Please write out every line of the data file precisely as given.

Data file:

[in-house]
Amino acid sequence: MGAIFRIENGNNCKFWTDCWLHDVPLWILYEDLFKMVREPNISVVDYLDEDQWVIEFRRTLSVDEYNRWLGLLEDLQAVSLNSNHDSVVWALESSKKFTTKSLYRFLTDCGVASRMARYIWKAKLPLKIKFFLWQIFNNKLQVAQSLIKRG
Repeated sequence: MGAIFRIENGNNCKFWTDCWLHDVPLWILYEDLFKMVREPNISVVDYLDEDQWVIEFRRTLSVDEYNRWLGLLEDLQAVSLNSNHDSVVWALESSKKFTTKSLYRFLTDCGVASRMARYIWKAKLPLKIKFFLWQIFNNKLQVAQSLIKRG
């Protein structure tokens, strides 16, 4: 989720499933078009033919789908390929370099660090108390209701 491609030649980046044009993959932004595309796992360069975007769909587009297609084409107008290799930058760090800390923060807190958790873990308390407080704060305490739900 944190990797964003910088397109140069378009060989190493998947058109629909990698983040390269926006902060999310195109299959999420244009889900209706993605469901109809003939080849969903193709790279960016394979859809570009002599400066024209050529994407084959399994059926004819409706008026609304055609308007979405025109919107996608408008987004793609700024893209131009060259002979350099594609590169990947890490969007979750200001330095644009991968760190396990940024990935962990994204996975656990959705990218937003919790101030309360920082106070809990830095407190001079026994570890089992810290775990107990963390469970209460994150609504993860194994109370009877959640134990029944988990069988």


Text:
[in-house]
Amino acid sequence: MGAIFRIENGNNCKFWTDCWLHDVPLWILYEDLFKMVREPNISVVDYLDEDQWVIEFRRTLSVDEYNRWLGLLEDLQAVSLNSNHDSVVWALESSKKFTTKSLYRFLTDCGVASRMARYIWKAKLPLKIKFFLWQIFNNKLQVAQSLIKRG
Repeated sequence: MGAIFRIENGNNCKFWTDCWLHDVPLWILYEDLFKMVREPNISVVDYLDEDQWVIEFRRTLSVDEYNRWLGLLEDLQAVSLNSNHDSVVWALESSKKFTTKSLYRFLTDCGVASRMARYIWKAKLPLKIKFFLWQIFNNKLQVAQSLIKRG
């Protein structure tokens, strides 16, 4: 989720499933078009033919789908390929370099660090108390209701 491609030649980046044009993959932004595309796992360069975007769909587009297609084409107008290799930058760090800390923060807190958790873990308390407080704060305490739900 944190990797964003910088397109140069378009060989190493998947058109629909990698983040390269926006902060999310195109299959999420244009889900209706993605469901109809003939080849969903193709790279960016394979859809570009002599400066024209050529994407084959399994059926004819409706008026609304055609308007979405025109919107996608408008987004793609700024893209131009060259002979350099594609590169990947890490969007979750200001330095644009991968760190396990940024990935962990994204996975656990959705990218937003919790101030309360920082106070809990830095407190001079026994570890089992810290775990107990963390469970209460994150609504993860194994109370009877959640134990029944988990069988």